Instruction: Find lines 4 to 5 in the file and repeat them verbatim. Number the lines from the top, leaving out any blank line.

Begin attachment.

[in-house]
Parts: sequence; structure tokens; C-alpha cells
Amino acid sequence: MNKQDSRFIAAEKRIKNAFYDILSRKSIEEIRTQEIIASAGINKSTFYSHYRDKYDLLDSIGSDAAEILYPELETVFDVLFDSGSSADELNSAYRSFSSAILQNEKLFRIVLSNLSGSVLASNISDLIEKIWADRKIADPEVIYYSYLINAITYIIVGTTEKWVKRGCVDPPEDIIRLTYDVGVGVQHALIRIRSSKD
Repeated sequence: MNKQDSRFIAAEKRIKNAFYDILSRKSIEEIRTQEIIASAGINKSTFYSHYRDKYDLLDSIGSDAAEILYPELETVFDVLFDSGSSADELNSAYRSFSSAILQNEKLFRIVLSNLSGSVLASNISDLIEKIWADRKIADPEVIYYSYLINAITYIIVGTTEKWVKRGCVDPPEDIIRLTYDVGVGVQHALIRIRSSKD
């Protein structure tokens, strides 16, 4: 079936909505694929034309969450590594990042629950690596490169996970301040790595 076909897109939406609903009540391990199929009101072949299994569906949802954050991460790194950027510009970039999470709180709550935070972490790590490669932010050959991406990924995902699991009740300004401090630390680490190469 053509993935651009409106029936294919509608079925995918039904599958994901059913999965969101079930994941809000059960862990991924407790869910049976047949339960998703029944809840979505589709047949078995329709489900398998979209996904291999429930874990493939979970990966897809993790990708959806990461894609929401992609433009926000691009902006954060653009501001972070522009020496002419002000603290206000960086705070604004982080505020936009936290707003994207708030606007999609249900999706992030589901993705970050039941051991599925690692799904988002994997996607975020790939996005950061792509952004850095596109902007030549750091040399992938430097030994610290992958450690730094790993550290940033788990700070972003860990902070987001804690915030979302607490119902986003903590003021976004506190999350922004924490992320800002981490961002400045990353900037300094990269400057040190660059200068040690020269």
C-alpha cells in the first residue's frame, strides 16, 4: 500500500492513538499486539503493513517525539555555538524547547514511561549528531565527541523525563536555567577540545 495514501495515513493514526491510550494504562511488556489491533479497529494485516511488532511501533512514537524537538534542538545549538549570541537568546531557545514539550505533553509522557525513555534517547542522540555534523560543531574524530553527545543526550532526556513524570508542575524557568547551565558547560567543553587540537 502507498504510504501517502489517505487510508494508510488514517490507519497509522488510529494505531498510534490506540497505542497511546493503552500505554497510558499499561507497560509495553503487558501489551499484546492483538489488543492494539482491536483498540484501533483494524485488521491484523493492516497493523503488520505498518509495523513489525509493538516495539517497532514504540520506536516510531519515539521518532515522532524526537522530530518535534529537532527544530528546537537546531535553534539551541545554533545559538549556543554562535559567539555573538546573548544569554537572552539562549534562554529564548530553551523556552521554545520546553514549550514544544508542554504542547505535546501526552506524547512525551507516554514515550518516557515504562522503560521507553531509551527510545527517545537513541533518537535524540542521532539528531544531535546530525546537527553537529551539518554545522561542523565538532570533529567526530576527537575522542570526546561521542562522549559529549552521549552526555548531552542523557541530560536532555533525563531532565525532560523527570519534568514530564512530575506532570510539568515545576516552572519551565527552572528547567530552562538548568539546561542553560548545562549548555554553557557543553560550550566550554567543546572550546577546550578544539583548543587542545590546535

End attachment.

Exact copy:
Repeated sequence: MNKQDSRFIAAEKRIKNAFYDILSRKSIEEIRTQEIIASAGINKSTFYSHYRDKYDLLDSIGSDAAEILYPELETVFDVLFDSGSSADELNSAYRSFSSAILQNEKLFRIVLSNLSGSVLASNISDLIEKIWADRKIADPEVIYYSYLINAITYIIVGTTEKWVKRGCVDPPEDIIRLTYDVGVGVQHALIRIRSSKD
């Protein structure tokens, strides 16, 4: 079936909505694929034309969450590594990042629950690596490169996970301040790595 076909897109939406609903009540391990199929009101072949299994569906949802954050991460790194950027510009970039999470709180709550935070972490790590490669932010050959991406990924995902699991009740300004401090630390680490190469 053509993935651009409106029936294919509608079925995918039904599958994901059913999965969101079930994941809000059960862990991924407790869910049976047949339960998703029944809840979505589709047949078995329709489900398998979209996904291999429930874990493939979970990966897809993790990708959806990461894609929401992609433009926000691009902006954060653009501001972070522009020496002419002000603290206000960086705070604004982080505020936009936290707003994207708030606007999609249900999706992030589901993705970050039941051991599925690692799904988002994997996607975020790939996005950061792509952004850095596109902007030549750091040399992938430097030994610290992958450690730094790993550290940033788990700070972003860990902070987001804690915030979302607490119902986003903590003021976004506190999350922004924490992320800002981490961002400045990353900037300094990269400057040190660059200068040690020269």